Fluroescent nanoprobes which light up tumors

Brain Tumour

Source: Wikimedia Commons

A*STAR researchers from the Institute of Materials Research and Engineering developed a hybrid metal-polymer nanoparticle that lights up in the acidic environment surrounding tumor cells. It makes use of the principle that, cancerous tumors and the extracellular microenvironment surrounding them, have pH levels lower than that around normal cells. Many research groups have exploited this principle to develop probes that can detect the low pH in tumors using various techniques such as magnetic resonance, optical imaging etc.

Dr. Bin Liu and her team from A*STAR Institute of Materials research and Engineering have based their new probe on polymers that self-assemble on gold nanoparticles. The new probe does not light up at normal physiological pH values, but acidic conditions such as pH 6.5 due to the presence of tumor cells, alter the chemical groups on the surface of the probes and they start fluorescing.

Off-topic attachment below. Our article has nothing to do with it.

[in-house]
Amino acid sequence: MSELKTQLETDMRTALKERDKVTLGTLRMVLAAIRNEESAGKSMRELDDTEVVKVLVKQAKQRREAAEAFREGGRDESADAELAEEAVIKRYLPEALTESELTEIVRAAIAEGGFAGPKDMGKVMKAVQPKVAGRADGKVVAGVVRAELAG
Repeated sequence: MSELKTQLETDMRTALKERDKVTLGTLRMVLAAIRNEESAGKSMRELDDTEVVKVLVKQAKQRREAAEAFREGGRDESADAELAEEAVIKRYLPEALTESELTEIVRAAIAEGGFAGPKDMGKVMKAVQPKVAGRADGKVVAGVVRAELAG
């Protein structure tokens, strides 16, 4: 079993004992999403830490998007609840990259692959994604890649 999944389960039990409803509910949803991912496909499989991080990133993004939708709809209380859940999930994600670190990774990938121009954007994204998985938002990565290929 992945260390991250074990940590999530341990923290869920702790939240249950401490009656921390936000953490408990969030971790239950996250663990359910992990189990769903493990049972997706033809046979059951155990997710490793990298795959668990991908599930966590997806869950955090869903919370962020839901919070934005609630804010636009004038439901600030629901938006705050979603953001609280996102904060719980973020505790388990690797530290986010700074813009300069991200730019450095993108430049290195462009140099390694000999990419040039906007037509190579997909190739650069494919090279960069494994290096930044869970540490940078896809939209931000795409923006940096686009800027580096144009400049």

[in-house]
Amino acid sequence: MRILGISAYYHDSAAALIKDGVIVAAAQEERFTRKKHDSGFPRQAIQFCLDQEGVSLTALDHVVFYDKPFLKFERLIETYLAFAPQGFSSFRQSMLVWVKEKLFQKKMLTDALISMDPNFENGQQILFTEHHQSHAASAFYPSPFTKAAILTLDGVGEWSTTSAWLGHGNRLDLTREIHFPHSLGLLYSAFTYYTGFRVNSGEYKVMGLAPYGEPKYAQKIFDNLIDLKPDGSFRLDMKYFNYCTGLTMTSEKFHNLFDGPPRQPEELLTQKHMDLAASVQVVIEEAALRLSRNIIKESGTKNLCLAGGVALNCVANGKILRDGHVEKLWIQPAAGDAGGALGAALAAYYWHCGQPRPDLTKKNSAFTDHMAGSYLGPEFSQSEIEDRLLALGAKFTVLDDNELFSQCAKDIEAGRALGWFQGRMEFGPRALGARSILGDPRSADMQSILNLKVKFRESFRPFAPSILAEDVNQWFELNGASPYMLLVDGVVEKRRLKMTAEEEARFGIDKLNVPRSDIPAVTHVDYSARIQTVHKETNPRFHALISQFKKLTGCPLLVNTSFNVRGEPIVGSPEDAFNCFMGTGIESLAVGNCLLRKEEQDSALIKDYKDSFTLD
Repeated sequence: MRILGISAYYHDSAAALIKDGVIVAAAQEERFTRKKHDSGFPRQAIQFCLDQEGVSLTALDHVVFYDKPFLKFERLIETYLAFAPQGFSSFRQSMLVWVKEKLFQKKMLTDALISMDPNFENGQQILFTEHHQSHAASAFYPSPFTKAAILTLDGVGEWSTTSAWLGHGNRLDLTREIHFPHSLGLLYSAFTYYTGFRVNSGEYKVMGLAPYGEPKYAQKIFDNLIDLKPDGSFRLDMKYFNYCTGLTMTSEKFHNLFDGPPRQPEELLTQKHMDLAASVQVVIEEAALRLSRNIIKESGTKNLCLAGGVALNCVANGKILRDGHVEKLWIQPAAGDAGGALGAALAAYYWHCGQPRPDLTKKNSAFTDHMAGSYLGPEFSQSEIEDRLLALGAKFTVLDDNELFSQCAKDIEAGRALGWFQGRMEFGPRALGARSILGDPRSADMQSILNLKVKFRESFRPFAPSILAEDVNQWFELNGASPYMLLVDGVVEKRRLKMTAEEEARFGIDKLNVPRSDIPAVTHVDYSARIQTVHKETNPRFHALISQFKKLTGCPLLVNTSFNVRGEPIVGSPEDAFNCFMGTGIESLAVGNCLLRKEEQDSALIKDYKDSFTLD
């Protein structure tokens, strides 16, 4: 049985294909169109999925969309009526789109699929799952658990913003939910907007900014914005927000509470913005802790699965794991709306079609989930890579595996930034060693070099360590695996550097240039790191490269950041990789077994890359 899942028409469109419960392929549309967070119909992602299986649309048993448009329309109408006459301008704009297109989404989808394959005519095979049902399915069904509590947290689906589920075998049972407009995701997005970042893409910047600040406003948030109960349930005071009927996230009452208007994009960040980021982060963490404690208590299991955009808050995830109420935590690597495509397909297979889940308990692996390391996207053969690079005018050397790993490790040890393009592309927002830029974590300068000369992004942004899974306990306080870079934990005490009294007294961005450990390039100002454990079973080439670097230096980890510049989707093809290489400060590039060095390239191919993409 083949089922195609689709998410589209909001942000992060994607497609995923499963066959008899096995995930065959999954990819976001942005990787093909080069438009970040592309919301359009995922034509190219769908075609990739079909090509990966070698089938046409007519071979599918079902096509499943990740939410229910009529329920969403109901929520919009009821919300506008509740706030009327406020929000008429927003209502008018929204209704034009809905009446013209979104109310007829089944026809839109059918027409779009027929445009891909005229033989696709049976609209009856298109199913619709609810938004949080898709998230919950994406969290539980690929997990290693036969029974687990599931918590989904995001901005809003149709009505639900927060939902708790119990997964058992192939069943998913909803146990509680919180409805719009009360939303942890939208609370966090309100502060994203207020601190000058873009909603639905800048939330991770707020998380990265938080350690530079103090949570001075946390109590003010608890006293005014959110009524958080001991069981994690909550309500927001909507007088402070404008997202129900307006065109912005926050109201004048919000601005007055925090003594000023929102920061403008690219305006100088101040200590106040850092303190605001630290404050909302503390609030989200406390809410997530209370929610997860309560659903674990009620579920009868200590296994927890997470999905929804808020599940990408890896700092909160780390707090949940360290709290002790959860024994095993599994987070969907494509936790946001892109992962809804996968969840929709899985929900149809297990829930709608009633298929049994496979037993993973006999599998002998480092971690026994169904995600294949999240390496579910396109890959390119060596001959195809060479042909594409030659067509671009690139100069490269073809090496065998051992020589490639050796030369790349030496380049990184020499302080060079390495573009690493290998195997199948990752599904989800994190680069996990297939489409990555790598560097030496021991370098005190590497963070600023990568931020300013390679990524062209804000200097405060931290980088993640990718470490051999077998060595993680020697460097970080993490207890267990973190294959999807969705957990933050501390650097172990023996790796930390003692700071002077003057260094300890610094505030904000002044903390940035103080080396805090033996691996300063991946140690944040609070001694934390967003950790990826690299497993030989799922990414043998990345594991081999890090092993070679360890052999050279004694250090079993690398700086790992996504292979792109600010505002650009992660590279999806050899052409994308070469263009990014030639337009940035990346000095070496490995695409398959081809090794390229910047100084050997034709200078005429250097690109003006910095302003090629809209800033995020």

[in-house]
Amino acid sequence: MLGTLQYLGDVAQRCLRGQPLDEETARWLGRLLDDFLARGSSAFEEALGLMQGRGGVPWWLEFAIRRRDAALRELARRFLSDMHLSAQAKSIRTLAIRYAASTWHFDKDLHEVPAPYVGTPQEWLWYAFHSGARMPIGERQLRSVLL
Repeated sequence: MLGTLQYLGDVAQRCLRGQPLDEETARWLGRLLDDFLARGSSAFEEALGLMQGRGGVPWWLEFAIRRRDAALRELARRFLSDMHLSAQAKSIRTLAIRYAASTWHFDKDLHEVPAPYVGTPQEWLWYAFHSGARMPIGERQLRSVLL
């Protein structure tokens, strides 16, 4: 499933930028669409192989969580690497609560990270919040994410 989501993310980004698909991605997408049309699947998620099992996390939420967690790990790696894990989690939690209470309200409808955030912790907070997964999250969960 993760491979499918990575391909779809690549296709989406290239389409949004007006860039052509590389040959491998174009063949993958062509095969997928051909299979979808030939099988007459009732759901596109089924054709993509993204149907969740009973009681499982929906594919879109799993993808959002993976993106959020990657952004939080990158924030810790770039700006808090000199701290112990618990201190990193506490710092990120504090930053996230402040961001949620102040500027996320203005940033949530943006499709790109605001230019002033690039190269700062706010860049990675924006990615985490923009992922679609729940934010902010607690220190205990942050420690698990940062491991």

The fluorescent tumor cells were visualized by either whole body imaging or by examining the affected organs after their removal(pic). Due to the non-invasive method of detecting tumor cells, there is a huge potential for using these nanoprobes in clinical settings with human patients. Though the nanoprobes are biocompatible; further toxicity studies, pharmacological profiling of probes and clinical trials have to be done.

To access the publication, please click here.

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